Saturday, 3 January 2015

Word Graffiti


A deep thinking strategy for vocabulary.

I'm breaking out of my blogging silence today with a post about a task I call "Word Graffiti".  This task is perfect before you have your students read anything with some vocab they've not seen before.  I had my class read a short article I wrote on the Holocaust.  There were some words I felt I needed to include in the text, but I knew they wouldn't have heard them in any other context.

The words were:
- corruption
- devestation
- inhumane
- vainly
- revolt
- ghettos
I wrote these words each on a whiteboard and placed them on table groups around the room.  You could do the same with chart paper, I was just trying to be a bit environmentally friendly.
Students traveled the room in table groups, and I gave them about 3-5 minutes per board.  Each group had only 1 white board marker to use, so they had to work together to decide what they wanted to write.  You can put down anything you think the word means or reminds you of.  You are to read what groups before you wrote, but you don't need to agree with their ideas.  That being said, you can't erase them either.



As you can see, there were a lot of good connections and ideas floating around my classroom.  My favourite is "electricity" for "revolt" because of the "volt" part of the word.  Great ideas, but many were way off.  I did have one student who knew "vainly" because I guess her mother tells her she is vain for looking in mirrors all the time.  Ha!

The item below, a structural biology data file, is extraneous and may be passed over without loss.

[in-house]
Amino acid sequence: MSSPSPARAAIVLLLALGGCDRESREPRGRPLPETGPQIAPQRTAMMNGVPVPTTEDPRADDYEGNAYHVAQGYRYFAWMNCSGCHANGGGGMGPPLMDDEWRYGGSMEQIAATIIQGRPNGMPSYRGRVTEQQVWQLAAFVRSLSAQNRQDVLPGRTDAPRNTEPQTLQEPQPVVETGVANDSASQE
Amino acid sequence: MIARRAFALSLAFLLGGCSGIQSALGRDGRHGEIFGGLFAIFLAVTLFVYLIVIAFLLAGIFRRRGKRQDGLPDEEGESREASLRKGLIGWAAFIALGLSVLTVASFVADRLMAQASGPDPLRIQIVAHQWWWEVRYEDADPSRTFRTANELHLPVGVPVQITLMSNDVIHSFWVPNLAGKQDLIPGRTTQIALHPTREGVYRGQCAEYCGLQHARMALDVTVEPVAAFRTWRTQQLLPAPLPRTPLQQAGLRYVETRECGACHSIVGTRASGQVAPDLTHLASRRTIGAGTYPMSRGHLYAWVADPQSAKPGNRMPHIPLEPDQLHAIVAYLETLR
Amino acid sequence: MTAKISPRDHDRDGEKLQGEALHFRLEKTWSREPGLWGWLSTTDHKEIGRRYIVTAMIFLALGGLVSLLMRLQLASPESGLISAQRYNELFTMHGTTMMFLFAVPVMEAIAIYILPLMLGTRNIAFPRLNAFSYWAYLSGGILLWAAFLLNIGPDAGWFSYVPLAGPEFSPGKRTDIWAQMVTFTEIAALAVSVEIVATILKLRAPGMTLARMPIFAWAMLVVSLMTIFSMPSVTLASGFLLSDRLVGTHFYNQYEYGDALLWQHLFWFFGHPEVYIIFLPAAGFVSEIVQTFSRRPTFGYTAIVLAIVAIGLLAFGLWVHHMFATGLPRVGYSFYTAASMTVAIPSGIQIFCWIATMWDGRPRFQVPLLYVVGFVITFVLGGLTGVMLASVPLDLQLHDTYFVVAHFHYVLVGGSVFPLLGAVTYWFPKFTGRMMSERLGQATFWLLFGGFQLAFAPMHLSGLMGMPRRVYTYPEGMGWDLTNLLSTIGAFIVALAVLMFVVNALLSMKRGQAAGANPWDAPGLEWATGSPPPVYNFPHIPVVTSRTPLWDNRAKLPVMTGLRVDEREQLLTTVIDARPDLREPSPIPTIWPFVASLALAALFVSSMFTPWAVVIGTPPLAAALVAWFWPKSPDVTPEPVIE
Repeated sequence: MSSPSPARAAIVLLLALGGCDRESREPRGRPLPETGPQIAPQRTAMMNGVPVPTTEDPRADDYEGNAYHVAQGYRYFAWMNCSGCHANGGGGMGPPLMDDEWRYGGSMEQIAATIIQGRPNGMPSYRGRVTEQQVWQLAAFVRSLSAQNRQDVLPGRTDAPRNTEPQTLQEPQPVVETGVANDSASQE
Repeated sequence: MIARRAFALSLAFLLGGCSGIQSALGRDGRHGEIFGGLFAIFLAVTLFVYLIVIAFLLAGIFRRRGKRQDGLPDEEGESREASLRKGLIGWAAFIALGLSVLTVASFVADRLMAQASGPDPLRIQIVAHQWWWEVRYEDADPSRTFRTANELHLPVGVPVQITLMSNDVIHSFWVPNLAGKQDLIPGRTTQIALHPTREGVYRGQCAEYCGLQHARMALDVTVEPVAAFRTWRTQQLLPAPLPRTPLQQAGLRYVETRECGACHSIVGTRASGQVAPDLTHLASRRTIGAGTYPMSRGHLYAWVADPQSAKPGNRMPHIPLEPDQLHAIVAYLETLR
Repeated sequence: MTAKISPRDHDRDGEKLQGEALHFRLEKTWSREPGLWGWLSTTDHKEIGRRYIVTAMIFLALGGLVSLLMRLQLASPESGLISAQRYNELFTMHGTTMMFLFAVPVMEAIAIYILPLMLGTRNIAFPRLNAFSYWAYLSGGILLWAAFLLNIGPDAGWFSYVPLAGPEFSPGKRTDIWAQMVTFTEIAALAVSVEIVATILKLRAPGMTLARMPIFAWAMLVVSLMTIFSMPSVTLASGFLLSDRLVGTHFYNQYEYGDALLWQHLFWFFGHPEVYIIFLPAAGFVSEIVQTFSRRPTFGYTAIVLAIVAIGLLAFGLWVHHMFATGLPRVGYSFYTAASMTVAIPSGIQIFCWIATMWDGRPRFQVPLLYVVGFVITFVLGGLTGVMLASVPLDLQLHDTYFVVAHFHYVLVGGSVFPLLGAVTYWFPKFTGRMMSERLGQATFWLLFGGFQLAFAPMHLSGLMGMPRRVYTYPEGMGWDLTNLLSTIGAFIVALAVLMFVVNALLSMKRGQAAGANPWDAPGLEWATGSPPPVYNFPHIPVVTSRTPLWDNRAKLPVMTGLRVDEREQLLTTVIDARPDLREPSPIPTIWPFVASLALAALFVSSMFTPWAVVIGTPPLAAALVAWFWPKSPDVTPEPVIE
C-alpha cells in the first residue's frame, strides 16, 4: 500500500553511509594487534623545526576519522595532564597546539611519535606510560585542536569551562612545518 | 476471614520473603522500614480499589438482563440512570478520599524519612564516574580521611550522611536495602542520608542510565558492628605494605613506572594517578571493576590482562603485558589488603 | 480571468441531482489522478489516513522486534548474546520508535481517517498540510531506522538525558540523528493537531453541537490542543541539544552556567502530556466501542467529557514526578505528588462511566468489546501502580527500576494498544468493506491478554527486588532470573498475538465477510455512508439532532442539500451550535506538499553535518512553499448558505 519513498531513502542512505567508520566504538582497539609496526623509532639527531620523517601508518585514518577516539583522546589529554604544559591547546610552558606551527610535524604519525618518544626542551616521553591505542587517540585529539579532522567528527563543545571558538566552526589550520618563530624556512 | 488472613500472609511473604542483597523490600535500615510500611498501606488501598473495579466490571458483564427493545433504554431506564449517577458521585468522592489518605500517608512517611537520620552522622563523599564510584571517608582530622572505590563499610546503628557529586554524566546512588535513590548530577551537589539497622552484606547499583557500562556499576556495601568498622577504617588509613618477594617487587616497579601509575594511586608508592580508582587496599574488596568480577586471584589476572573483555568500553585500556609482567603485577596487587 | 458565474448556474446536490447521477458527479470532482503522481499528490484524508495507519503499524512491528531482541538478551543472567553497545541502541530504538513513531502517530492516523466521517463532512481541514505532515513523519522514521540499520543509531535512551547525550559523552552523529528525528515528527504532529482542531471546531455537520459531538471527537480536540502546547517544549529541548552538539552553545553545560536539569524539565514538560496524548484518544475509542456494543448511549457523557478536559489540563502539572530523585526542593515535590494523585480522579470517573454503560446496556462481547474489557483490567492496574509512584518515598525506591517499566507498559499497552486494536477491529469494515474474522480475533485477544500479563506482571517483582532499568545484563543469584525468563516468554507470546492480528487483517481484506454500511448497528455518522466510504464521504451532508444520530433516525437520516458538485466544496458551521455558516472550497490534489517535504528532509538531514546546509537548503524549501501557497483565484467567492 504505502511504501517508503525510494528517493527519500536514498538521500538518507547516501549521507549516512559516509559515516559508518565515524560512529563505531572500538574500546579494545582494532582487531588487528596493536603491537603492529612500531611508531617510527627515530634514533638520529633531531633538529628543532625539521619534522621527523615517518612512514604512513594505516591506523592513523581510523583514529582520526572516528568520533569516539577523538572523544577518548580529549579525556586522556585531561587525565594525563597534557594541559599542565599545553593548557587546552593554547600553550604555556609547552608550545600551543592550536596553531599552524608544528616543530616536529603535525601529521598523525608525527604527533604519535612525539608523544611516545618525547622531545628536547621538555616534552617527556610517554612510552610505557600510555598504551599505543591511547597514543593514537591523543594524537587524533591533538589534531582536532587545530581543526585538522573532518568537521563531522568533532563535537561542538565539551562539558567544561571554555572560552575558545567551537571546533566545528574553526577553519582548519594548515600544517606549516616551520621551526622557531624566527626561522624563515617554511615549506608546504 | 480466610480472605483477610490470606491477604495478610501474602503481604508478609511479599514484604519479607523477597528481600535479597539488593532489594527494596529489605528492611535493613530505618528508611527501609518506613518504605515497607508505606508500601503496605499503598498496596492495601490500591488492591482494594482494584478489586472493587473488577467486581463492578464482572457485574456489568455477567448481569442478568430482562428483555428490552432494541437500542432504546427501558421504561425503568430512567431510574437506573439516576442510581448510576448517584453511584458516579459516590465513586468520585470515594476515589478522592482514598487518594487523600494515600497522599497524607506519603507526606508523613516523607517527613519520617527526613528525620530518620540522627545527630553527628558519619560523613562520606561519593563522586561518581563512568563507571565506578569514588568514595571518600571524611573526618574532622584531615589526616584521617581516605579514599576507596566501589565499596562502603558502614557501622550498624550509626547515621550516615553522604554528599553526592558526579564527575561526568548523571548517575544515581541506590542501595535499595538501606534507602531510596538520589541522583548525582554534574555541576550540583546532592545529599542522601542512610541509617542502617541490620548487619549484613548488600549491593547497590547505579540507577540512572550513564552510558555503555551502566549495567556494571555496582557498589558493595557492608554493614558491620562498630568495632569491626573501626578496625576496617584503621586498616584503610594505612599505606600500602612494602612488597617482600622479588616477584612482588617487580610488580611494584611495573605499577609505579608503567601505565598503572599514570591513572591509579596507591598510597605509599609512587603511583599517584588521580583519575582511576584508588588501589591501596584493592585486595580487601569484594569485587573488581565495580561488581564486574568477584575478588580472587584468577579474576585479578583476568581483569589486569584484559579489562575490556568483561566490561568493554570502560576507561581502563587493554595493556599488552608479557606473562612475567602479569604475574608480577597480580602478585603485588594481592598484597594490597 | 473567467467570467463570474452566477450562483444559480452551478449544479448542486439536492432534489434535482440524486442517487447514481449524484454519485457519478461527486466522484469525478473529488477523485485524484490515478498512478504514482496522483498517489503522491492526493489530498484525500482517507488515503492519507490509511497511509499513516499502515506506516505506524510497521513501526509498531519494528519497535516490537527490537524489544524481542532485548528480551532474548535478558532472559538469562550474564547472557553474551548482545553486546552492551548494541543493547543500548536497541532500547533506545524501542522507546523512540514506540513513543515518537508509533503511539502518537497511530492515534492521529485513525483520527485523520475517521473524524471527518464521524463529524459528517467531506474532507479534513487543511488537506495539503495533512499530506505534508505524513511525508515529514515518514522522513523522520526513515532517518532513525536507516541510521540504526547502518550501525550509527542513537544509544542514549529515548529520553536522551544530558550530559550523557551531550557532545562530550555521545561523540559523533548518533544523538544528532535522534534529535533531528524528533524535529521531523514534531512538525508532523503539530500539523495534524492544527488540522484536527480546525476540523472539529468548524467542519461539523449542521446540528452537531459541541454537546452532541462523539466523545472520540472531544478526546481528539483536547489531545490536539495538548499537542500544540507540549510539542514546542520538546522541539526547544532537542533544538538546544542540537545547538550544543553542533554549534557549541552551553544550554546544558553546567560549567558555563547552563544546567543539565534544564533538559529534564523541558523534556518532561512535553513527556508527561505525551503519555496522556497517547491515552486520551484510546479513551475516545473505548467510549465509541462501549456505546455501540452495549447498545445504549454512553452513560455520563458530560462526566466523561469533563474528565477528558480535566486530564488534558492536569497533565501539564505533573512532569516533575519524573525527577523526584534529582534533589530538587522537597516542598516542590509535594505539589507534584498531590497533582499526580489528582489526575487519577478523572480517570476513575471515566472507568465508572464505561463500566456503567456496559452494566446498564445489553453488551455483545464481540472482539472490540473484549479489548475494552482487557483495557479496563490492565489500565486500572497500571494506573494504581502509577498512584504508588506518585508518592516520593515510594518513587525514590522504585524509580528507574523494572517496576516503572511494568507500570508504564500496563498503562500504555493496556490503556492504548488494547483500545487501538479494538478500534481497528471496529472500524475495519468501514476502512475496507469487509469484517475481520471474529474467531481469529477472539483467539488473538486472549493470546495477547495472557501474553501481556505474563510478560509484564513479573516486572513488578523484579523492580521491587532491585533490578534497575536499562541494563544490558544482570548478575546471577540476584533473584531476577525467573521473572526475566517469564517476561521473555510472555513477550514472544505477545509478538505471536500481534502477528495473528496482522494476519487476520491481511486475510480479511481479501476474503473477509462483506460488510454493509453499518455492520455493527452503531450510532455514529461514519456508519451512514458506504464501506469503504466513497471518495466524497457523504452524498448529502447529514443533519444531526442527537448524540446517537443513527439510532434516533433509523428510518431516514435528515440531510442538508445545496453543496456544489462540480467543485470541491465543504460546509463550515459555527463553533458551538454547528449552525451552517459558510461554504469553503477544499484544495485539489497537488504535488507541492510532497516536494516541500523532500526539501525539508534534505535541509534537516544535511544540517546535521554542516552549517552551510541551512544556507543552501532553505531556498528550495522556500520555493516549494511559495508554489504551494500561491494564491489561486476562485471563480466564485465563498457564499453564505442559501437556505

This task took us about 45 minutes from starting instructions to final discussion.  We didn't read the article that day.  However, the next day, after a night of processing they were all pros with those 6 big words!  And, months later, they all still know what each 6 mean, which is most important.

What do you do to get your students thinking about vocab before reading?

 A language arts strategy to have kids consider vocabulary before reading.

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